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Facebook says goodbye to Oculus Go, opens up Oculus Quest to new apps

The Go's last days are here, but the Quest is opening up in 2021.

Scott Stein Editor at Large
I started with CNET reviewing laptops in 2009. Now I explore wearable tech, VR/AR, tablets, gaming and future/emerging trends in our changing world. Other obsessions include magic, immersive theater, puzzles, board games, cooking, improv and the New York Jets. My background includes an MFA in theater which I apply to thinking about immersive experiences of the future.
Expertise VR and AR, gaming, metaverse technologies, wearable tech, tablets Credentials
  • Nearly 20 years writing about tech, and over a decade reviewing wearable tech, VR, and AR products and apps
Scott Stein
3 min read

The Oculus Go headset has a single simple controller, and can't play Beat Saber.

Sarah Tew/CNET

If you've been shopping for Oculus Quest, Facebook's popular (and great) VR headset, you may be confused that there's also a less-expensive (and not as good) Oculus Go model that's still available, too. Not for long: Facebook announced it's discontinuing the Go this year, just two years after its 2018 release, and will focus only on the Quest as its one standalone VR device. Facebook has also announced that the tightly curated Oculus Quest is going to open up to new apps and software in 2021, including experimental projects that will be easier to load from outside the Oculus app store.

In a post published today, Facebook said it will "end sales of Oculus Go headsets this year as we double down on improving our offerings for Quest and Rift." The Go -- basically a smartphone-style VR headset in a single sealed package -- will stop getting new feature updates, and new apps and app updates will stop appearing in the Oculus Go store after Dec. 18 this year. The hardware will keep getting security updates through 2022, according to Facebook.

Facebook's Oculus Quest headset has become a clear success story: the headset has cemented itself as a likely do-it-all device that could end up becoming a model for VR headsets going forward

The Oculus Go was always more like a fancier version of pop-on phone goggle-type VR: it lacked hand tracking or full-room motion tracking and could only be used while standing still or sitting. The Go still has its own library of apps, many of which are different than the ones on Quest. Facebook hasn't ported over all the Go apps to Quest, but the company invited developers to explore making these apps available in other ways, including outside the company's app store.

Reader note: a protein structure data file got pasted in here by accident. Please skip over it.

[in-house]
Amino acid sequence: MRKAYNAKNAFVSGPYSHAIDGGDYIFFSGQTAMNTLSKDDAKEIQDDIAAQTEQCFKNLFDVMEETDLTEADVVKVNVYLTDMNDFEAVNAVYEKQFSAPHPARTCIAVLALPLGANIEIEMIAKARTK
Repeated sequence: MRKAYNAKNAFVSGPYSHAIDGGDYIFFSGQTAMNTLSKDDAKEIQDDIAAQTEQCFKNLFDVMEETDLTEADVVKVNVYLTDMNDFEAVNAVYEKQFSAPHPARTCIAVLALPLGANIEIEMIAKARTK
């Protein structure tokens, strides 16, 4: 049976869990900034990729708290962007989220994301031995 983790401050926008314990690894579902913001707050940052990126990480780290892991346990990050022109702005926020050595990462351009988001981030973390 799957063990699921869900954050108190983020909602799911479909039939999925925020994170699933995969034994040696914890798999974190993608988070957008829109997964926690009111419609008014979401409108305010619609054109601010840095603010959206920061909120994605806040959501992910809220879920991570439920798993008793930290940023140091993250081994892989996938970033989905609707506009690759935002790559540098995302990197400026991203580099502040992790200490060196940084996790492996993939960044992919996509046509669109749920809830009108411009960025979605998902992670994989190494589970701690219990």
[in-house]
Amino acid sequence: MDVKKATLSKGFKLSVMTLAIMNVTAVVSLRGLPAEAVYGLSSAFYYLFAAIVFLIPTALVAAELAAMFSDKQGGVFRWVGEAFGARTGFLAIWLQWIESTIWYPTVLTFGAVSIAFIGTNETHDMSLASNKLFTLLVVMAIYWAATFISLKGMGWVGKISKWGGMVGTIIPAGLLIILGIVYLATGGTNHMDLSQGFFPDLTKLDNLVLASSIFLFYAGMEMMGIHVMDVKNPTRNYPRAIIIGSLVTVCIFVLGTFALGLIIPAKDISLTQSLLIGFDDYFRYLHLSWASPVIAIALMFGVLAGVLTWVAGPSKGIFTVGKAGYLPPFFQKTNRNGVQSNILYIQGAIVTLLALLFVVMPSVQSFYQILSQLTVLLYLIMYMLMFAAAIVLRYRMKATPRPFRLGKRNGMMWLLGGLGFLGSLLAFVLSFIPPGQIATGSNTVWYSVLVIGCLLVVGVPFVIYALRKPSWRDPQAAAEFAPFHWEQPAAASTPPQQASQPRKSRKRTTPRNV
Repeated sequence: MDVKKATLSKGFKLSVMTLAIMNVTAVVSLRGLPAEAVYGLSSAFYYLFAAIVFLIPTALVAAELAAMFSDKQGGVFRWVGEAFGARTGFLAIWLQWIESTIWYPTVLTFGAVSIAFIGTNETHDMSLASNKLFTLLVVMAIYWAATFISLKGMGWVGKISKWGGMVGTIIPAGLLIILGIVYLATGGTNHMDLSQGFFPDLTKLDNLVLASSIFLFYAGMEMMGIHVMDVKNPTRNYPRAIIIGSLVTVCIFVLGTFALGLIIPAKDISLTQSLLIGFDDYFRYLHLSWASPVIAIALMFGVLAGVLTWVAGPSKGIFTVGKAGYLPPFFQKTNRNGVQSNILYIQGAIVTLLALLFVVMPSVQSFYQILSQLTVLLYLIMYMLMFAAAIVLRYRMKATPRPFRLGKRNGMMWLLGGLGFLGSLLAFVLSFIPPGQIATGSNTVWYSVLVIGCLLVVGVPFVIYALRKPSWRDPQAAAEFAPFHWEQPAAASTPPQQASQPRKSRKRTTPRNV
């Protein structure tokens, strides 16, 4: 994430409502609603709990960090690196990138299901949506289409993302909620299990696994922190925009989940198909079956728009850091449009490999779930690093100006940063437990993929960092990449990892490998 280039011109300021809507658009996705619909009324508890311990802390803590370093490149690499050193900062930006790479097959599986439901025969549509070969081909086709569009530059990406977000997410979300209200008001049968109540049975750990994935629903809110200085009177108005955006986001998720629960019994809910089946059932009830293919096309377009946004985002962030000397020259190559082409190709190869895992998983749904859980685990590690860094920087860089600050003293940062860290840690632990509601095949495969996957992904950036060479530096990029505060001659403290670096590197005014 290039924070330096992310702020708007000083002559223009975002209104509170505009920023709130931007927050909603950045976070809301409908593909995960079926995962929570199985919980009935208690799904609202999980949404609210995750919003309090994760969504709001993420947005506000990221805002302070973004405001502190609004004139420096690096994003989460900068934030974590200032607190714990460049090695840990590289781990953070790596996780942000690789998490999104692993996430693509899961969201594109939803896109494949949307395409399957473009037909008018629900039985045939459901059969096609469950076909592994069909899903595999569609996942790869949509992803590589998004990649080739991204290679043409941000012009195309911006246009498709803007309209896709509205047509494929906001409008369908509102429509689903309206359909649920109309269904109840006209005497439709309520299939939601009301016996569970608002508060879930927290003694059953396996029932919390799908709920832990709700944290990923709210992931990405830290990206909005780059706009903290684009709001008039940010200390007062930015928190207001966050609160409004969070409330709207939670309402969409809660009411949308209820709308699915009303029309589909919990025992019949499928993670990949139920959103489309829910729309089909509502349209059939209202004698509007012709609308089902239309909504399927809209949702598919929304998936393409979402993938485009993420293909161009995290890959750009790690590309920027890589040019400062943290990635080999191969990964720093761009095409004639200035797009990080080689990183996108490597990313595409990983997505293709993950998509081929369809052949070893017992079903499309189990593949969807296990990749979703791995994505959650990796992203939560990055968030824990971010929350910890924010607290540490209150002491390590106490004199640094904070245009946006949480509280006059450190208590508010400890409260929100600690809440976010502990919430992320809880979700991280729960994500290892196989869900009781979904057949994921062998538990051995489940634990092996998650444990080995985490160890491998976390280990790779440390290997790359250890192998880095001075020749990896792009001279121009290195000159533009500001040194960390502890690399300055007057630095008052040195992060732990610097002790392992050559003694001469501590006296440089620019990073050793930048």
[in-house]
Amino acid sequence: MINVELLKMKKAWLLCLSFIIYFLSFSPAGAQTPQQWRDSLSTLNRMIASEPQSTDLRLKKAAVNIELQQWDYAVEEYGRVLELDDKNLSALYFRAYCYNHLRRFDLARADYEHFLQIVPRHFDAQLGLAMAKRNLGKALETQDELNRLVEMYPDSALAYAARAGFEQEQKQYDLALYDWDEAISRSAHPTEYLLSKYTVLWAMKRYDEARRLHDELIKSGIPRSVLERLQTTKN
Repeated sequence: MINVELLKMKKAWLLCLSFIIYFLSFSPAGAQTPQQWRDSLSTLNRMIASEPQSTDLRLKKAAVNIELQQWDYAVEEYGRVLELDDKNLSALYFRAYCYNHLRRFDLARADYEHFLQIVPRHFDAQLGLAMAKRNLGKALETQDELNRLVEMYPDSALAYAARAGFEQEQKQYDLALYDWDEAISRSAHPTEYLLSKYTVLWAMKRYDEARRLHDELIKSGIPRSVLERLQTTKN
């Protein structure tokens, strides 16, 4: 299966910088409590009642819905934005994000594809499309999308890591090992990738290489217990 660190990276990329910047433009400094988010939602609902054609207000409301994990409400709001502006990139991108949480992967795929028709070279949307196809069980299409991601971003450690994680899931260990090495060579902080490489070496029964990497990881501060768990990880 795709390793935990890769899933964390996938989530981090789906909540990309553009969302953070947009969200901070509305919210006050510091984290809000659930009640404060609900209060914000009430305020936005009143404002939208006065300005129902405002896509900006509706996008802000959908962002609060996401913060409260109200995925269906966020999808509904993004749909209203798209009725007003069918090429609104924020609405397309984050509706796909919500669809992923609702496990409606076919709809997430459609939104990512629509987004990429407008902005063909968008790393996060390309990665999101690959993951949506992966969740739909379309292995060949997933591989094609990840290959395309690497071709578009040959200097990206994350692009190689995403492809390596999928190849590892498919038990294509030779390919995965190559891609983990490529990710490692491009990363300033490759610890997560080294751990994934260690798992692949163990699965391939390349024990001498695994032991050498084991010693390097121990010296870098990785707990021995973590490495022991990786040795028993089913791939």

Outside apps for Quest will be allowed

One annoying part of the Quest has been its heavily curated and less-open app store approach, which has locked out many would-be developers eager to explore new ideas. It's a walled garden, similar to Apple's App Store, although the Quest can be used as a plug-in player for PC VR. But things look like they're opening up further. Facebook has announced that the Quest will be able to load apps outside of the Oculus Store starting in 2021. The Quest can already be used to sideload apps in a somewhat unofficial fashion, but it looks like Facebook is trying to offer a better option, even if you may not necessarily be buying Quest apps in the Steam store. 

The official language from Facebook's post says:

"In early 2021 we'll offer a new way to distribute your work in the Quest ecosystem, allowing you to share your apps to anyone with a Quest, without having to be accepted into the Oculus Store and without sideloading. While we expect many developers will want to share their apps as broadly as possible, we also see this new channel as a way to test early-stage applications and distribute to specific users. The Oculus Platform policies will apply to all apps we distribute, and developers will still need to meet the obligations of our Oculus Content Policy. However, apps distributed through this new channel won't be held to the same technical standards as official Oculus Store apps."

As Facebook heads towards a likely Oculus Quest 2 and a future for VR that may leave the PC behind, having a way to put experimental apps on headsets like the Quest is a key next step. It looks like that's exactly what's happening. In addition to a growing support for business apps on the Oculus Store, these are the sorts of advances the Quest needs for VR to be functional. Facebook's still supporting the Oculus Rift for PC just like always, but if the Quest keeps evolving, who knows what will happen next?

Read more: Want an Oculus Quest? Inventory is limited -- but in stock now